SEATTLE (Reuters) — Amazon.com Inc. on Thursday said more than 19,000 of its U.S. frontline workers contracted the coronavirus this year, or 1.44% of the total, a disclosure long sought by labor advocates that had criticized its pandemic response.
Amazon said the number is far lower than expected, given the infection rate for the general population. The company, which encouraged other companies to report comparable figures, expects it will ramp to testing 50,000 U.S. employees per day for the virus by November.
The online retailer’s news offered a rare look at the disease’s impact on a major U.S. employer, under pressure from elected officials and unions for months to close warehouses with outbreaks. Amazon instead has kept facilities open to meet a surge in demand from shoppers stuck at home, adding temperature checks, social distancing software and other procedures to keep staff safe.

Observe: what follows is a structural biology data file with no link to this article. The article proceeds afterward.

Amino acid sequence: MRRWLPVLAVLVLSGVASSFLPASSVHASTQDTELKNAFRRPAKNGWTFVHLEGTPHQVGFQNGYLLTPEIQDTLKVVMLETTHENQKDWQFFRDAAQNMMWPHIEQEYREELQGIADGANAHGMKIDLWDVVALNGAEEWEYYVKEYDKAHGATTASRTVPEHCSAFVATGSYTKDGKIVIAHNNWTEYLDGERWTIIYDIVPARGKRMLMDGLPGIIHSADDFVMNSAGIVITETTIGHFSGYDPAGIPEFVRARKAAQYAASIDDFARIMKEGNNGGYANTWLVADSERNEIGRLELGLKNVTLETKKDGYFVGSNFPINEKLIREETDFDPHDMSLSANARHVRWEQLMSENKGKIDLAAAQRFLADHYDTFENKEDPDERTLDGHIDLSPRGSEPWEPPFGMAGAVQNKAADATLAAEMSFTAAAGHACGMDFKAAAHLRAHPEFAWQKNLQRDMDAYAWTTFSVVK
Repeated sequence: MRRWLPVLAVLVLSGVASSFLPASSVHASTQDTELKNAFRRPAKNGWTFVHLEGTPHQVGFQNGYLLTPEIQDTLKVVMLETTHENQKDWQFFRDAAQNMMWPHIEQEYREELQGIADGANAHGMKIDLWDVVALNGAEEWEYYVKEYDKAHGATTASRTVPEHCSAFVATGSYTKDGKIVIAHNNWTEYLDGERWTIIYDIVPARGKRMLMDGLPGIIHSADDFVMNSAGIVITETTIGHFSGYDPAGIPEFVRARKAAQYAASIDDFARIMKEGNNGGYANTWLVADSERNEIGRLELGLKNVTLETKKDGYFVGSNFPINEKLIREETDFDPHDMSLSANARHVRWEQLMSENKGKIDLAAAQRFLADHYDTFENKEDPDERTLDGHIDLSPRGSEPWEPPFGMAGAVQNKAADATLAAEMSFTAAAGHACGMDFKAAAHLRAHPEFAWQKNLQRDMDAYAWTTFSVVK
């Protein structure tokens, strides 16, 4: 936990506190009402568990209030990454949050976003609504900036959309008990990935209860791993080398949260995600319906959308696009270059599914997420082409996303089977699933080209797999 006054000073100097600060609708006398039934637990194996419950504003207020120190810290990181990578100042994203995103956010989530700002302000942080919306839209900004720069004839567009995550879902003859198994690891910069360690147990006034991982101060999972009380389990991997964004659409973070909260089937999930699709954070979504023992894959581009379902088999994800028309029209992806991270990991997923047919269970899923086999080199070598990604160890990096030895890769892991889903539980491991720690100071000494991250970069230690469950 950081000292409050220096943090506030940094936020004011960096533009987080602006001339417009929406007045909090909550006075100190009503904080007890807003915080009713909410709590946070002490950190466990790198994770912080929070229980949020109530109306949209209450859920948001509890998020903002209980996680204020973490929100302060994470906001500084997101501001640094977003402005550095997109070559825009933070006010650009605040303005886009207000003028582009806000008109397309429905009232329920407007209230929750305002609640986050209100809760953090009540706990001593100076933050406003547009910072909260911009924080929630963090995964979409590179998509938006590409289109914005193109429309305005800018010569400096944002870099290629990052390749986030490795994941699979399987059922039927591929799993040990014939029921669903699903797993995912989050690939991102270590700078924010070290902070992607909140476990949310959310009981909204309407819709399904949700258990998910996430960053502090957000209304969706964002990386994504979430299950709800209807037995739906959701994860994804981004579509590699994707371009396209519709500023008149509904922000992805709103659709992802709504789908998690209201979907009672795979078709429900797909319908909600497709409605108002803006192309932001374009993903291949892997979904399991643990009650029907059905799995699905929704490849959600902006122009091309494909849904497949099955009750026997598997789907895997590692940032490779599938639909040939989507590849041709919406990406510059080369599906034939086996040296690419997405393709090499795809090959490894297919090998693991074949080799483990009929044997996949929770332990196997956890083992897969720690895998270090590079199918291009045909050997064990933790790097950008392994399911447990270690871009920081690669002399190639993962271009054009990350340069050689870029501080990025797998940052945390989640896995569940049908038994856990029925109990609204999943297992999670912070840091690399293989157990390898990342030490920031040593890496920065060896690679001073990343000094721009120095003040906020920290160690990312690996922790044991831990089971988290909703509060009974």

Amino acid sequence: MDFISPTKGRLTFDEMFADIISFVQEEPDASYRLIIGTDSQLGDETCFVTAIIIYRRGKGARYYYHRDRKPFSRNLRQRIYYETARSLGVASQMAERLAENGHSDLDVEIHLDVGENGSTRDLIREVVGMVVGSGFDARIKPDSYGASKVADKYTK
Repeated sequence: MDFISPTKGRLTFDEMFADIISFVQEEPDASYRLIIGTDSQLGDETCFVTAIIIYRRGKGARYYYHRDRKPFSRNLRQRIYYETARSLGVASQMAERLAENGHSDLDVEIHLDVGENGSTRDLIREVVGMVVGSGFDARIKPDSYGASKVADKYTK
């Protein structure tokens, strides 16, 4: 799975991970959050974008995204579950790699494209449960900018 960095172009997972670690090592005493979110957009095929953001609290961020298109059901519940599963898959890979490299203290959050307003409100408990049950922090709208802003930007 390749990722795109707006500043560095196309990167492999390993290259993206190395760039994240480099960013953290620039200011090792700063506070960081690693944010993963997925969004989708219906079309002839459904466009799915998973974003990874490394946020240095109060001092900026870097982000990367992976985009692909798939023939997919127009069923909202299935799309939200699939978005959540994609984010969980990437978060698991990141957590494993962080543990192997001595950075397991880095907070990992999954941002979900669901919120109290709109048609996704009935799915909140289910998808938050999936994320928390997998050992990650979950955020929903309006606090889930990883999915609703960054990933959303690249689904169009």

Out of 1,372,000 front-lone employees for Amazon and its subsidiary Whole Foods Market, 19,816 tested positive for the virus or were presumed to have COVID-19 between March 1 and Sept. 19, the company said. By contrast, 33,952 would have gotten the virus had Amazon’s rate of infection been as bad as that of the general populace, it said.
“This information would be more powerful if there were similar data from other major employers to compare it to,” Amazon said in a blog post. “We hope sharing this data and our learnings will encourage others to follow, and will prove useful as states make decisions about reopening public facilities and employers consider whether and how to bring people back to work.”
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